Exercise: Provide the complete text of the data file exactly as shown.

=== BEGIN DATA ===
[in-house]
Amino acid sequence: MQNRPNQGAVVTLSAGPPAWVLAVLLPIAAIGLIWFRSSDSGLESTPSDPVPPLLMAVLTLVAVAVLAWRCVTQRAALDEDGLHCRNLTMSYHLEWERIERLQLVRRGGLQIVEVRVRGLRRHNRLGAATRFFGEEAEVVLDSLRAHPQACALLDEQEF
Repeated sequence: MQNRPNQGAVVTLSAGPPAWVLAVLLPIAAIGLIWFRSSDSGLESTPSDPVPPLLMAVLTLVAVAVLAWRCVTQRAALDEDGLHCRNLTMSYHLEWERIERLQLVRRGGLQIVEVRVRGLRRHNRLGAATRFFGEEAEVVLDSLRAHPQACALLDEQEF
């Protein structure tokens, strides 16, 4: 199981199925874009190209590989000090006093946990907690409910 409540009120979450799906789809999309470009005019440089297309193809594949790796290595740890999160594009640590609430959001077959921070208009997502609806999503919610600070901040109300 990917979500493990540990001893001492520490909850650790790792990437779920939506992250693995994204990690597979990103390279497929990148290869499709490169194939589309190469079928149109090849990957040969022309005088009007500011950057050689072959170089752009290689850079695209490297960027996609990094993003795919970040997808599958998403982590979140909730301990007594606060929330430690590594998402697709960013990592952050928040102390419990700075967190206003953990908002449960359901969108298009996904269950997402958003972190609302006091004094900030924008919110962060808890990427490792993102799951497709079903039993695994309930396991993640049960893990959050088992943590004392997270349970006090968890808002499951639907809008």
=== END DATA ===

[in-house]
Amino acid sequence: MQNRPNQGAVVTLSAGPPAWVLAVLLPIAAIGLIWFRSSDSGLESTPSDPVPPLLMAVLTLVAVAVLAWRCVTQRAALDEDGLHCRNLTMSYHLEWERIERLQLVRRGGLQIVEVRVRGLRRHNRLGAATRFFGEEAEVVLDSLRAHPQACALLDEQEF
Repeated sequence: MQNRPNQGAVVTLSAGPPAWVLAVLLPIAAIGLIWFRSSDSGLESTPSDPVPPLLMAVLTLVAVAVLAWRCVTQRAALDEDGLHCRNLTMSYHLEWERIERLQLVRRGGLQIVEVRVRGLRRHNRLGAATRFFGEEAEVVLDSLRAHPQACALLDEQEF
């Protein structure tokens, strides 16, 4: 199981199925874009190209590989000090006093946990907690409910 409540009120979450799906789809999309470009005019440089297309193809594949790796290595740890999160594009640590609430959001077959921070208009997502609806999503919610600070901040109300 990917979500493990540990001893001492520490909850650790790792990437779920939506992250693995994204990690597979990103390279497929990148290869499709490169194939589309190469079928149109090849990957040969022309005088009007500011950057050689072959170089752009290689850079695209490297960027996609990094993003795919970040997808599958998403982590979140909730301990007594606060929330430690590594998402697709960013990592952050928040102390419990700075967190206003953990908002449960359901969108298009996904269950997402958003972190609302006091004094900030924008919110962060808890990427490792993102799951497709079903039993695994309930396991993640049960893990959050088992943590004392997270349970006090968890808002499951639907809008």